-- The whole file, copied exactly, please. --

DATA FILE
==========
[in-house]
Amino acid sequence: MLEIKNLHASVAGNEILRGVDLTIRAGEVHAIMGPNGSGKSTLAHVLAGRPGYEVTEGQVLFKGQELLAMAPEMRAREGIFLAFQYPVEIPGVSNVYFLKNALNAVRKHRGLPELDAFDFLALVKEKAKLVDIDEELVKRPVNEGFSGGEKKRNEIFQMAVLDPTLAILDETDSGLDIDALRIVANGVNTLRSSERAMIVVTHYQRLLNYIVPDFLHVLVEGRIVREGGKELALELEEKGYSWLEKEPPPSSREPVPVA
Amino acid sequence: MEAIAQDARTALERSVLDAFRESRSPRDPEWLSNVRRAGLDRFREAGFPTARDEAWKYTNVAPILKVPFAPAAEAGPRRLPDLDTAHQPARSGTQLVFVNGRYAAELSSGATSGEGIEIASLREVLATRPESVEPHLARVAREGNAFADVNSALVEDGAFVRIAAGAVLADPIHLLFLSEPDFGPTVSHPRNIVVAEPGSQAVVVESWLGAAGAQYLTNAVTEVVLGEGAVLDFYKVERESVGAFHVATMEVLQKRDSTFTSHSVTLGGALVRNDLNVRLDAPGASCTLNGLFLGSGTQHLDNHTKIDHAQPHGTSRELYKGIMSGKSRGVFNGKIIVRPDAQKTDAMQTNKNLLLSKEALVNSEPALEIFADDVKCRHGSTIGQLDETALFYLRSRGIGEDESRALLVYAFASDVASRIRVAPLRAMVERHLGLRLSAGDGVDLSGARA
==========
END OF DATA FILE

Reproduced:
[in-house]
Amino acid sequence: MLEIKNLHASVAGNEILRGVDLTIRAGEVHAIMGPNGSGKSTLAHVLAGRPGYEVTEGQVLFKGQELLAMAPEMRAREGIFLAFQYPVEIPGVSNVYFLKNALNAVRKHRGLPELDAFDFLALVKEKAKLVDIDEELVKRPVNEGFSGGEKKRNEIFQMAVLDPTLAILDETDSGLDIDALRIVANGVNTLRSSERAMIVVTHYQRLLNYIVPDFLHVLVEGRIVREGGKELALELEEKGYSWLEKEPPPSSREPVPVA
Amino acid sequence: MEAIAQDARTALERSVLDAFRESRSPRDPEWLSNVRRAGLDRFREAGFPTARDEAWKYTNVAPILKVPFAPAAEAGPRRLPDLDTAHQPARSGTQLVFVNGRYAAELSSGATSGEGIEIASLREVLATRPESVEPHLARVAREGNAFADVNSALVEDGAFVRIAAGAVLADPIHLLFLSEPDFGPTVSHPRNIVVAEPGSQAVVVESWLGAAGAQYLTNAVTEVVLGEGAVLDFYKVERESVGAFHVATMEVLQKRDSTFTSHSVTLGGALVRNDLNVRLDAPGASCTLNGLFLGSGTQHLDNHTKIDHAQPHGTSRELYKGIMSGKSRGVFNGKIIVRPDAQKTDAMQTNKNLLLSKEALVNSEPALEIFADDVKCRHGSTIGQLDETALFYLRSRGIGEDESRALLVYAFASDVASRIRVAPLRAMVERHLGLRLSAGDGVDLSGARA